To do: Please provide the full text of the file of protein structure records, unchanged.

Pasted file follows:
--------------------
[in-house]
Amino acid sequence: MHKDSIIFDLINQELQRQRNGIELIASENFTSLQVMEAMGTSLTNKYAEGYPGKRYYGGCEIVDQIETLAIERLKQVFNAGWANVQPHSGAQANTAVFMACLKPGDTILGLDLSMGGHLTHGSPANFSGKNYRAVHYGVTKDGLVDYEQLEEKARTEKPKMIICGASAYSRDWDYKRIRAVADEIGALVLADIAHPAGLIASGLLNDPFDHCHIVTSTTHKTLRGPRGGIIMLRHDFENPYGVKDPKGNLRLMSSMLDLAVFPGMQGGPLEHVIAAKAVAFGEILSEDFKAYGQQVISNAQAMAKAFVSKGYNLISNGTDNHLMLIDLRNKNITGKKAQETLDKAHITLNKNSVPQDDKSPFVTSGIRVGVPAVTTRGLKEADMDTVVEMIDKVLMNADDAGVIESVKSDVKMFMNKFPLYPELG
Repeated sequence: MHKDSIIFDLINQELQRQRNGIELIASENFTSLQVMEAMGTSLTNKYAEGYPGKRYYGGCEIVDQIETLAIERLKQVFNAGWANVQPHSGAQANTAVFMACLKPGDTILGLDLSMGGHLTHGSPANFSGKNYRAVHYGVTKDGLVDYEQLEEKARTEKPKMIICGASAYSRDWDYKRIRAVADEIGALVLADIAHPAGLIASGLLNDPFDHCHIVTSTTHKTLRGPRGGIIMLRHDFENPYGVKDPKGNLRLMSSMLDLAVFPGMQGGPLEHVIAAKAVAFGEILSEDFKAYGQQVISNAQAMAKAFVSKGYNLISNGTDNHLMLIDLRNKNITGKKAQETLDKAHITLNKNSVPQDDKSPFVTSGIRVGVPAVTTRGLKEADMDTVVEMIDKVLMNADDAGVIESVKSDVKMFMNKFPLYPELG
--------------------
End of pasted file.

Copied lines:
[in-house]
Amino acid sequence: MHKDSIIFDLINQELQRQRNGIELIASENFTSLQVMEAMGTSLTNKYAEGYPGKRYYGGCEIVDQIETLAIERLKQVFNAGWANVQPHSGAQANTAVFMACLKPGDTILGLDLSMGGHLTHGSPANFSGKNYRAVHYGVTKDGLVDYEQLEEKARTEKPKMIICGASAYSRDWDYKRIRAVADEIGALVLADIAHPAGLIASGLLNDPFDHCHIVTSTTHKTLRGPRGGIIMLRHDFENPYGVKDPKGNLRLMSSMLDLAVFPGMQGGPLEHVIAAKAVAFGEILSEDFKAYGQQVISNAQAMAKAFVSKGYNLISNGTDNHLMLIDLRNKNITGKKAQETLDKAHITLNKNSVPQDDKSPFVTSGIRVGVPAVTTRGLKEADMDTVVEMIDKVLMNADDAGVIESVKSDVKMFMNKFPLYPELG
Repeated sequence: MHKDSIIFDLINQELQRQRNGIELIASENFTSLQVMEAMGTSLTNKYAEGYPGKRYYGGCEIVDQIETLAIERLKQVFNAGWANVQPHSGAQANTAVFMACLKPGDTILGLDLSMGGHLTHGSPANFSGKNYRAVHYGVTKDGLVDYEQLEEKARTEKPKMIICGASAYSRDWDYKRIRAVADEIGALVLADIAHPAGLIASGLLNDPFDHCHIVTSTTHKTLRGPRGGIIMLRHDFENPYGVKDPKGNLRLMSSMLDLAVFPGMQGGPLEHVIAAKAVAFGEILSEDFKAYGQQVISNAQAMAKAFVSKGYNLISNGTDNHLMLIDLRNKNITGKKAQETLDKAHITLNKNSVPQDDKSPFVTSGIRVGVPAVTTRGLKEADMDTVVEMIDKVLMNADDAGVIESVKSDVKMFMNKFPLYPELG